Madam Tina Naa Ayeley Mensah, the Deputy Minister of Health, has encouraged Ghanaians to regularly donate blood to replenish the country’s depleting blood banks so that medical practitioners could expeditiously get blood to manage emergency cases.

Madam Mensah, also the Member of Parliament for Weija-Gbawe, who made the appeal at a blood donation drive at Tetegu in the Ga South Municipality on Saturday, said blood was needed to stabilise and save expectant mothers, who sometimes bled profusely after delivery and to support accident victims.

She commended the blood donors for their show of patriotism and entreated other public and private spirited-organisations and individuals to support blood donation exercises.

The blood donation drive was organised by the Ridge Hospital in collaboration with the Grand Central Enterprise Limited, a key Unilever distributor and the Unilever Ghana Limited.

About 200 blood donors, including the staff of the Grand Enterprise, well-wishers and residents of Tetegu voluntarily donated blood.

The Ridge Hospital team, comprising medical doctors, nurses and laboratory technicians were expected to collect 200 pints of blood at the end of the exercise.

The Deputy Minister of Health said blood donation had a lot of health benefits, including prolonging one’s life span and reduction in sickness, noting that within every 39 days the blood in the human body expired, therefore, people needed to donate blood on regular basis to create room for new blood to be formed.

Madam Mensah said blood was precious in saving lives because unlike medicine, it could not be manufactured and, therefore, urged all and sundry to voluntarily donate blood as part of their civic responsibility.

Dr Emmanuel Addipa-Adapoe, a medical officer with the Ridge Hospital blood bank team, said the health facility had become a major referral centre that received critical surgical and complicated medical cases, which often needed blood for patients.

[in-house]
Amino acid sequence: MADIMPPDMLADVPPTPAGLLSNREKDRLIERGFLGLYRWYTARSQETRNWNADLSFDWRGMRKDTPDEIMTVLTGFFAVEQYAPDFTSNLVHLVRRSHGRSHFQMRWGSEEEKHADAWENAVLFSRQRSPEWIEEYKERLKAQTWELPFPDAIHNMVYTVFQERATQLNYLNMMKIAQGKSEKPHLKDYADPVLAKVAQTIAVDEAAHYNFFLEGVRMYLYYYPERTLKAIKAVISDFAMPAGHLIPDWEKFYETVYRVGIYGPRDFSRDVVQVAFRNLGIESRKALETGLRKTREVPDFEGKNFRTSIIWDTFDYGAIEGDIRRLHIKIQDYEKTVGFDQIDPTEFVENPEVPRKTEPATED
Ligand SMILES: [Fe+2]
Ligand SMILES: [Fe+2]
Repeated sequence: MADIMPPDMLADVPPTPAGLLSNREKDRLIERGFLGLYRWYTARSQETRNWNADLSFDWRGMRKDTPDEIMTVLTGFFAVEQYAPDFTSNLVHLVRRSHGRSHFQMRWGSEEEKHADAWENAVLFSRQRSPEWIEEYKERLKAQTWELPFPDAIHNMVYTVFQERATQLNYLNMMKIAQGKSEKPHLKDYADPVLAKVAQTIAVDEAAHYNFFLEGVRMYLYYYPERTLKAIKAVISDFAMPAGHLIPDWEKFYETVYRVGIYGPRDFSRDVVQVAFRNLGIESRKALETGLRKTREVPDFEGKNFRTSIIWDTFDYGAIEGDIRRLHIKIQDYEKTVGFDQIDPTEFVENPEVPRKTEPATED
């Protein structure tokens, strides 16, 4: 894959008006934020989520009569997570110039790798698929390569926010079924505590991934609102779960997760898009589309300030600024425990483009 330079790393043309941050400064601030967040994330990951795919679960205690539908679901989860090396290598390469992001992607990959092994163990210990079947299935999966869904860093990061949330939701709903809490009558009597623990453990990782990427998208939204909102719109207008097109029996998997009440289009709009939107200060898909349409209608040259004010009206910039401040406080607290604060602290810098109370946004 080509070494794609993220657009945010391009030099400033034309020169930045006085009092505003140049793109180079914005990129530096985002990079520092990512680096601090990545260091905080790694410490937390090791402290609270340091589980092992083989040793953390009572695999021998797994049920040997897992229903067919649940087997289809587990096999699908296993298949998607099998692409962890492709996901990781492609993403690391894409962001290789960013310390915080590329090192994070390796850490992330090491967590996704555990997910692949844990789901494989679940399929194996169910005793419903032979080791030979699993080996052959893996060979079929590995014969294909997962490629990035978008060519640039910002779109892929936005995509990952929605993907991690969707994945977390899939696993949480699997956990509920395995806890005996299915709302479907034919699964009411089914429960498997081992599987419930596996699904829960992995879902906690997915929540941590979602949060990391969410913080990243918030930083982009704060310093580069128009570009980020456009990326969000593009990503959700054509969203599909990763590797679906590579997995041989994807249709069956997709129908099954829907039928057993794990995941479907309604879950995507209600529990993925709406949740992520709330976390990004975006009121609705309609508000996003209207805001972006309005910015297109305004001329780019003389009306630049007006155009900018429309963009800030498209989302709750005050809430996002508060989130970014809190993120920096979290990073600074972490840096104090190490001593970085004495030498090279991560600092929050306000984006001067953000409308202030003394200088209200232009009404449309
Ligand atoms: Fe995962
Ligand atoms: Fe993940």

He said the hospital’s average blood transmissions a day was 30 pints, which pre-supposed that it required between 10, 950 and 11,000 pints of blood within a year for patients.

Dr Addipa-Adapoe said frequent shortage of blood at the health facility necessitated the move to embark on the voluntary drive so that there would be available blood at the bank for expeditious management of emergency cases.

Currently, he said, the hospital had about 50 pints of blood in stock, which implied that the hospital was in deficit of blood, hence the need for the citizenry to donate blood regularly to help save lives.
“Therefore what we are doing here will help augment the blood stock,” he added.

The medical officer said persons from 17 to 50 years and weighing 50 kilogrammes and above were eligible to donate blood.

However, Dr Addipa-Adapoe said sickle cell patients, persons with fresh tattoos on their bodies, women on their menstrual period and hypertensive persons on drugs, as well as those who had undergone fresh vaccination were not qualified to donate blood.

On benefits of donating blood, he said, a voluntary donor’s card would be issued to donors so that when a relative was in need of blood, the person could freely access blood from the hospital.

Madam Joyce Okyere-Darko, the Managing Director of the Grand Central Enterprise, who supported the exercise, said it felt obligated to save lives, especially pregnant women who often needed blood after delivery.

She said the Company had dedicated the month of April to donate blood to save lives, which formed part of its Corporate Social Responsibility, noting that blood donors would be given food, cocoa products and other gift items to replenish them.

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